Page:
You’d be remiss to ignore the small towns in the eastern part of the commonwealth that have beautiful scenery, thriving shopping districts, and their own histories to share.
Philadelphia may get the bulk of visitors to Eastern Pennsylvania, and for good reason: the sixth-largest city in the country is renowned for its museums, cuisine, and historic sites. But you’d be remiss to ignore the small towns in the eastern part of the commonwealth that have unique cultures all their own. These towns have beautiful scenery, thriving shopping districts, and their own histories to share.
Stroudsburg, population: 5,950
Stroudsburg is an excellent introduction to the Pocono Mountains, the region famed for its historical honeymoon resorts, but is so much more. Known as “the heart of the Poconos,” Stroudsburg doesn’t make you choose between downtown fun and outdoor adventure. You’ll enjoy Stroudsburg’s walkable downtown area for its shopping, restaurants, coffee shops, bakeries, art galleries, and even live music. But not far from the business district, you’ll find woodland getaways and hiking trails so you can experience what the mountains have to offer.
In February—usually a sleepy month for travel—Stroudsburg hosts Winterfest, a festival featuring dozens of ice sculptures.
Jim Thorpe, population: 4,560
Jim Thorpe is, in a word, gorgeous. Nicknamed “the Switzerland of America,” this town is tucked among the Pocono Mountains in such a manner that you’d be forgiven for assuming it a small town in the Swiss Alps and not a small town in Eastern PA. You can wander around downtown and admire the historic architecture as you flit between antique shops or stop for a drink at the Harry Potter-themed coffee shop. After your walk, we recommend taking a ride on the Lehigh Gorge Scenic Railway to truly appreciate the natural beauty that surrounds Jim Thorpe.
The fall foliage here is almost magical, so an ideal time to visit is during the Fall Foliage Festival in October.
Milford, population: 1,127
The town of Milford is also in the Pocono Mountains. After all, our very favorite small towns combine outdoor recreation with historic buildings and lively town culture. So it is in Milford, a small town just under an hour from Scranton and near the New York border. But Milford doesn’t only offer the Poconos—it also sits on the Delaware River at the Delaware Water Gap, another scenic area for outdoor enthusiasts. On a trip to Milford, you can kayak the Delaware River, hike trails in either Delaware Water Gap National Recreation Area or in the Pocono Mountains, and chase waterfalls, including Raymondskill Falls, the state’s tallest waterfall.
In town, you could take a self-guided walking tour of historic Milford or browse the local shops and art galleries to take a piece of Milford home with you. For food, Waterwheel Café, Bakery, Bar is a popular choice offering both American and Vietnamese fare. You could also head to the famed Hotel Fauchère to dine, where you’ll feel extremely classy and modern, even in a town of just over a thousand people.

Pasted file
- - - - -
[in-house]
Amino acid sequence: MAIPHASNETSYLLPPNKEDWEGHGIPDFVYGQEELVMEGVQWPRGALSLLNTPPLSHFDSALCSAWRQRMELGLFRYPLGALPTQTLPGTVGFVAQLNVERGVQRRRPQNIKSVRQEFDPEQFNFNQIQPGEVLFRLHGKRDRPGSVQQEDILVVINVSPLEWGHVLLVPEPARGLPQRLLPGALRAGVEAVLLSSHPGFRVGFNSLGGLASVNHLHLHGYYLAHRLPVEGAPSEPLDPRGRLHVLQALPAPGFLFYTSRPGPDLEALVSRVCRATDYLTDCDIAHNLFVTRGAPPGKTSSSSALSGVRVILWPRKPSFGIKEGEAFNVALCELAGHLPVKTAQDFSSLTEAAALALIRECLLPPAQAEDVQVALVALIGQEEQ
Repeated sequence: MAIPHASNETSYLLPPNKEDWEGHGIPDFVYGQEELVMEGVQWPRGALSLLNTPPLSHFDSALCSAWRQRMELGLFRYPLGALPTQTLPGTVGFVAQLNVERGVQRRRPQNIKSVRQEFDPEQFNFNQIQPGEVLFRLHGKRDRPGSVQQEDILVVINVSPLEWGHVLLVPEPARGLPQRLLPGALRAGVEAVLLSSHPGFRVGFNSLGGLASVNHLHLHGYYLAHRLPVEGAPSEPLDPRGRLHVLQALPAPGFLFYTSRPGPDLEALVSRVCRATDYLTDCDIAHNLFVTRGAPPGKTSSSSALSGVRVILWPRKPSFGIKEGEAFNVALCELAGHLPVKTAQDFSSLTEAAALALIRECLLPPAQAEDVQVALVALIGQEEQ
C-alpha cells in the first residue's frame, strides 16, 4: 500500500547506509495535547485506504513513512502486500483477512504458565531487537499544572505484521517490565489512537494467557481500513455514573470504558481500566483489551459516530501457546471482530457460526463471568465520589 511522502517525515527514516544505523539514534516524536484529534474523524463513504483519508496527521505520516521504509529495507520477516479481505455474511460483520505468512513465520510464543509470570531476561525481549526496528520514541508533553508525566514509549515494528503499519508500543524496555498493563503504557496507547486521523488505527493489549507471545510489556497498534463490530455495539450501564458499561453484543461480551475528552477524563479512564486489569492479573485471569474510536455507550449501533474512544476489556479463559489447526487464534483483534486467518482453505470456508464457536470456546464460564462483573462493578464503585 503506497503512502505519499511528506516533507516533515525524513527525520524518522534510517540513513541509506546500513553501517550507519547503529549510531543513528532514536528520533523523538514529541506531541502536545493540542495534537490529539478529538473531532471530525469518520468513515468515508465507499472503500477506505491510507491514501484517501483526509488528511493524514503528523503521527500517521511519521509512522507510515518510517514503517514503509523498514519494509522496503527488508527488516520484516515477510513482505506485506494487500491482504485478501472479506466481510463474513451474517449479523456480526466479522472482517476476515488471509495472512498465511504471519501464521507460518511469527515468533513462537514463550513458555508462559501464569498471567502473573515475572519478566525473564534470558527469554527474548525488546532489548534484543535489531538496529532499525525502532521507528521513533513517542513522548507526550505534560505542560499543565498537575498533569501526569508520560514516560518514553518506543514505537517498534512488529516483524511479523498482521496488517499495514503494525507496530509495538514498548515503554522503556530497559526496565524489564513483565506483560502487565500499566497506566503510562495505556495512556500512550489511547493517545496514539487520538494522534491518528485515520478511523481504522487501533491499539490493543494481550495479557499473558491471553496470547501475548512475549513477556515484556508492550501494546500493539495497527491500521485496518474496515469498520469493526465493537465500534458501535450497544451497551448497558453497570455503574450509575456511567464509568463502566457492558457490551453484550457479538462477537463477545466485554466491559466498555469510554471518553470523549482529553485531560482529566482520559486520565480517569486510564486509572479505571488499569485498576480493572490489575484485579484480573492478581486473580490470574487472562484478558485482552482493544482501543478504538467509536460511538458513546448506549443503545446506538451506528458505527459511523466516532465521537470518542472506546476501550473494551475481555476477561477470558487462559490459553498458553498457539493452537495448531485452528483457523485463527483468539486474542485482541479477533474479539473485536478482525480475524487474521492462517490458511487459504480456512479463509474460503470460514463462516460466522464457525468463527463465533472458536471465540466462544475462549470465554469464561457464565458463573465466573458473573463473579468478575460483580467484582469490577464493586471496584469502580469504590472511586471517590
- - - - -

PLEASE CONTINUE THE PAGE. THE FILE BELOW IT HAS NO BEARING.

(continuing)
New Hope, population: 2,624
About an hour from Philadelphia, New Hope is a small town along the Delaware River that boasts plenty of riverside activities as well as cultural attractions. Whether you’re walking the scenic path along the Delaware Canal Trail or dining riverside at one of New Hope’s excellent restaurants or cafes, the water is never far. The picturesque scenery combined with lots of things to do make New Hope a perfect destination for a day or weekend trip.
No matter how many days you’re visiting, New Hope’s Main Street is an essential stop. Here, you can browse a fantastic shopping district full of eclectic boutiques, local stores, and vintage markets.
At night, New Hope is a small town that’s still full of life. You can watch a show at the Bucks County Playhouse, a popular theater that was converted from an old grist mill in the 1930s and went on to host famous actors like Grace Kelly on its stage. Perhaps you’ll spy the next up-and-coming actor before they head to Hollywood or Broadway!
Lititz, population: 9,527
Lititz is a town with a lot of Moravian influence, as it was founded by Moravians in 1749—but there’s also a lot more to it than Moravian shops and historic Moravian sites. Lititz was previously named the “Coolest Small Town in America” by Budget Travel. And like any cool small town, Lititz has a lively and historic downtown that you’ll want to visit. You can explore the town’s unique boutiques and art galleries, as well as the oldest pretzel bakery in the U.S., Julius Sturgis Pretzel Bakery. After enjoying a soft-baked pretzel, you can visit any of Lititz’s local restaurants, but we recommend you order a tomato pie—not a pizza, but a tomato pie, at the restaurant of the same name.
Besides the locally owned businesses of Lititz, you’ll want to visit any of Lititz’s numerous annual events. There’s October’s Chocolate Walk, where visitors tour downtown businesses that are handing out specialty chocolates; July’s free outdoor art show; the huge Independence Day celebration—one of the oldest in the nation; and, of course, Lititz Pretzel Fest.
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